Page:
Recently, I had an opportunity to interview Punxsutawney Phil, the iconic poster mammal for Groundhog Day and veteran weather predictor. To avoid the paparazzi that typically follow him, we met in a back booth of a Waffle House franchise off the Pennsylvania turnpike.
JA: So Phil, this is your big season. How exactly did you get this job?
Bob: Well, first of all, I’m not Phil. I’m Bob, Phil’s backup.
JA: You told me you were Phil.
Bob: I had to tell you that or you wouldn’t meet with me. Nobody imagines that Phil has a backup who has been warming the bench, so to speak, for more than 120 years.
JA: You’re over 120 years old?
Bob: Yeah. I know. I don’t look it, do I? I owe it all to keeping my head down and never having the stress of being in the media spotlight, even one day a year. And to my healthy lifestyle.
JA: Well, what exactly is your role as backup?
Bob: It’s very simple. If Phil ever makes a mistake in his prediction, I get to step in the following year. The thing is, Phil has been right 100% of the time since his rookie season. So I’ve been taking it easy and collecting a nice little retainer.
JA: Well, what exactly do you do with all your time, then?
Bob: I sleep a lot. But when I’m up I listen to music and go online. Oh, and I read, too.
Bob: Yeah. I have a totally tricked out den with all the comforts. In the 70s, I picked up some great stereo gear that’s still going strong. You know, a Marantz receiver that glows blue in the dark, English-made speakers, and a belt-driven turntable. And now with all the WiFi signals out there, I can stay hooked up to the Internet and browse my favorite sites, keep up with the news, watch streaming movies, and even order food to go.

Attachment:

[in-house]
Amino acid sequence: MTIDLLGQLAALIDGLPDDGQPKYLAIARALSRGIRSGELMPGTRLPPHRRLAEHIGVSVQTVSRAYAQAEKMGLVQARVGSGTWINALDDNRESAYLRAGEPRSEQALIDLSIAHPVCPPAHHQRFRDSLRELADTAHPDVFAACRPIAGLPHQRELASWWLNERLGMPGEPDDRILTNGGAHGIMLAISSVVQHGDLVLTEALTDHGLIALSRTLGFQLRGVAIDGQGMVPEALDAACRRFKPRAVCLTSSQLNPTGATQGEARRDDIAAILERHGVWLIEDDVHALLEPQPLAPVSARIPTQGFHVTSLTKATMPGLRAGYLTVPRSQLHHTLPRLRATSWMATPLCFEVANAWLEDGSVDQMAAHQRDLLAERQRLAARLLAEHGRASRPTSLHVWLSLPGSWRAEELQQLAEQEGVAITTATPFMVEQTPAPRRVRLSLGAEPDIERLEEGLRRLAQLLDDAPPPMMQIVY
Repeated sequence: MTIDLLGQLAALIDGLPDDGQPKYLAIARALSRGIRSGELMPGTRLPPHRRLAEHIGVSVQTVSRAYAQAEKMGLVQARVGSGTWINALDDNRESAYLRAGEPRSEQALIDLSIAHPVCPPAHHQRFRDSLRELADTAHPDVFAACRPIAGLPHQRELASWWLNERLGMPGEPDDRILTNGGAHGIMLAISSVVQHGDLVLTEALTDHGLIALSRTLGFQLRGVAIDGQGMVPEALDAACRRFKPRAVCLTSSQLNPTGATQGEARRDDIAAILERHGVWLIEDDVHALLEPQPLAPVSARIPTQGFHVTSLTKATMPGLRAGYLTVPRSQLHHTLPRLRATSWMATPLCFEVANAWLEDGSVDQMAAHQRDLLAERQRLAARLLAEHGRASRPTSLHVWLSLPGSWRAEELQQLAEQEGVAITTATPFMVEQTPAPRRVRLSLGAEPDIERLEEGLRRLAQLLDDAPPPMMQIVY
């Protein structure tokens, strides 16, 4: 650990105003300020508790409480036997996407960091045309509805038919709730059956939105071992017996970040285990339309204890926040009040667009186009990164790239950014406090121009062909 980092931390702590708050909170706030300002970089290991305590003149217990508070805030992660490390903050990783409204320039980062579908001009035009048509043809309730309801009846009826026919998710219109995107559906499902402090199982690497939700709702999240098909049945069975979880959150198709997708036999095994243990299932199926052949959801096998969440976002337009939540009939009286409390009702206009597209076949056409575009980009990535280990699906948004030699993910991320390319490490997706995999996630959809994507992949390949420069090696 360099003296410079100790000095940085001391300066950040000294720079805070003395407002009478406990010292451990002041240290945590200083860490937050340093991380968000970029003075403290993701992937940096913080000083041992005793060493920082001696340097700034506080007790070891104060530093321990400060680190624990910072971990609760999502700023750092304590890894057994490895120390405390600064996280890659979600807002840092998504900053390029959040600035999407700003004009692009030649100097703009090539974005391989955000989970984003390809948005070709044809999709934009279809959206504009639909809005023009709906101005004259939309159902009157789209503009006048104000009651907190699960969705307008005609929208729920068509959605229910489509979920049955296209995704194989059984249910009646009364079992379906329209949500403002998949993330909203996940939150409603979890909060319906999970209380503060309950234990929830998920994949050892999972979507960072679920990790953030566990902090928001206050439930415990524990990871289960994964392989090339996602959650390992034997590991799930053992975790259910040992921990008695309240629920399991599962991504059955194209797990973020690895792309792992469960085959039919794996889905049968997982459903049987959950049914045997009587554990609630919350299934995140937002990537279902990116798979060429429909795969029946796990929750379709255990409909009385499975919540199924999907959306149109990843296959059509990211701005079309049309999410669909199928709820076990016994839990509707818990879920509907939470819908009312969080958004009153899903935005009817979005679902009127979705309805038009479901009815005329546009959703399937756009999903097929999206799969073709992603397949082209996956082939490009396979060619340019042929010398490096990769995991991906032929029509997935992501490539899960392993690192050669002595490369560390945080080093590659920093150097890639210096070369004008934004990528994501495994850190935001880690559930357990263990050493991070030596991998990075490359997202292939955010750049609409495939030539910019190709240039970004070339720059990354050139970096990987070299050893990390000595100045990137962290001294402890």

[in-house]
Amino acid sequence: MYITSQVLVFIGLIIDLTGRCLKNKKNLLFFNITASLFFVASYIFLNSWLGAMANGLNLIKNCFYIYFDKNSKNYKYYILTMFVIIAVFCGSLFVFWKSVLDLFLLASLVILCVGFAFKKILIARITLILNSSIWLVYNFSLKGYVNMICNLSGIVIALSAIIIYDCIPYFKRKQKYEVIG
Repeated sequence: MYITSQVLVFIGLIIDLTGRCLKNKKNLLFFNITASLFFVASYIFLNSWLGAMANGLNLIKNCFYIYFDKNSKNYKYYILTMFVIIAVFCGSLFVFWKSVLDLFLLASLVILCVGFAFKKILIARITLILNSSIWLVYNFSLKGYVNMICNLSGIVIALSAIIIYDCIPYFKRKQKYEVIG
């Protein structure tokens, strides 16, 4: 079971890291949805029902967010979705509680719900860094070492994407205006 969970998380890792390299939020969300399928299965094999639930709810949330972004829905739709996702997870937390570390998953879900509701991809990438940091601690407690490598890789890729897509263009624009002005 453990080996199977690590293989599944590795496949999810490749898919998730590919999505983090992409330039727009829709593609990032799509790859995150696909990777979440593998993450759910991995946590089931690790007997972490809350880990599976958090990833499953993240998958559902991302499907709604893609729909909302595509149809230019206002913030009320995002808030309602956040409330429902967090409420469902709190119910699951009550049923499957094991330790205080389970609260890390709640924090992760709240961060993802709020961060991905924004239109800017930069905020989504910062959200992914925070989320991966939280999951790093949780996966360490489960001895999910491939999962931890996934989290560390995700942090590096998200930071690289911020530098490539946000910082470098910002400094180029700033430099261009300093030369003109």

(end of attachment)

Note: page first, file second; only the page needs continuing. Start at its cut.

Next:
JA: But you say you read a lot?
Bob: Yeah, there’s just so much electronic media I can take. Sometimes, I just like to dig into a good book. I started out with underground newspapers and then I gravitated toward underground novels. Then, when underground comics came out, I really got into those. Now I tend to go for very mainstream printed media. The New Yorker, Vanity Fair, The Atlantic, and the Economist when I can get it.
JA: What is your book by the bed right now?
Bob: I just bought George Saunders’s newest short story collection Tenth of December. He’s an amazing writer. I find the short story form very appetizing. A lot happens in a limited number of pages, so the language tends to be really vibrant and arresting. Ray Carver’s work I know and love, of course. I once had the entire Chekhov short story collection. Delicious stuff. But I’m not so high brow I haven’t snubbed my nose at S.J. Perelman and his heir, Woody Allen. At my age, I tend to nap a lot and need a lot of bathroom breaks, so the short story is ideal for me. Saunders has a great gift. Plus, one of his teachers at the Syracuse University MFA writing program was Doug Unger. I like Unger’s work, and I see a lot of Unger’s humanity in Saunders. Plus, Saunders is funny as well as very original. It’s good to laugh out loud. Even when you’re by yourself.
JA: Have you read any of Saunders’s earlier collections?
Bob: No, but the reviews of Saunders have been all five-star. And I watched him being interviewed by Charlie Rose on TV this week. I’ll start rooting around for his older books after I chew on the new collection.
JA: You don’t mean that literally, do you?
Bob: Sadly, I do. It’s a bad habit, I admit it. But, you know how hard it is to break old habits. Could you hand me some of those paper napkins, please? I’ll save them for later.
Any recommendations for Bob? . . . Or Phil?